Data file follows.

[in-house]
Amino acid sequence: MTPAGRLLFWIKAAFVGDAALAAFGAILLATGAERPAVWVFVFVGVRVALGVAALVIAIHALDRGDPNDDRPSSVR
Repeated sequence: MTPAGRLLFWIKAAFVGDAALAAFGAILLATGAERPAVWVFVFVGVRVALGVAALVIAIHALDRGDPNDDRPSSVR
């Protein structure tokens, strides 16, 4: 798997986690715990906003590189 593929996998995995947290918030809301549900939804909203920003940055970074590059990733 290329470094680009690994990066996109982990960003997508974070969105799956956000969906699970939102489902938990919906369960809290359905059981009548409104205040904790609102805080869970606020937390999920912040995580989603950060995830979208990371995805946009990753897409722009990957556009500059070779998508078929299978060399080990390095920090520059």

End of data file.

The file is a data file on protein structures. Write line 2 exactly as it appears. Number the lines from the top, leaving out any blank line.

Amino acid sequence: MTPAGRLLFWIKAAFVGDAALAAFGAILLATGAERPAVWVFVFVGVRVALGVAALVIAIHALDRGDPNDDRPSSVR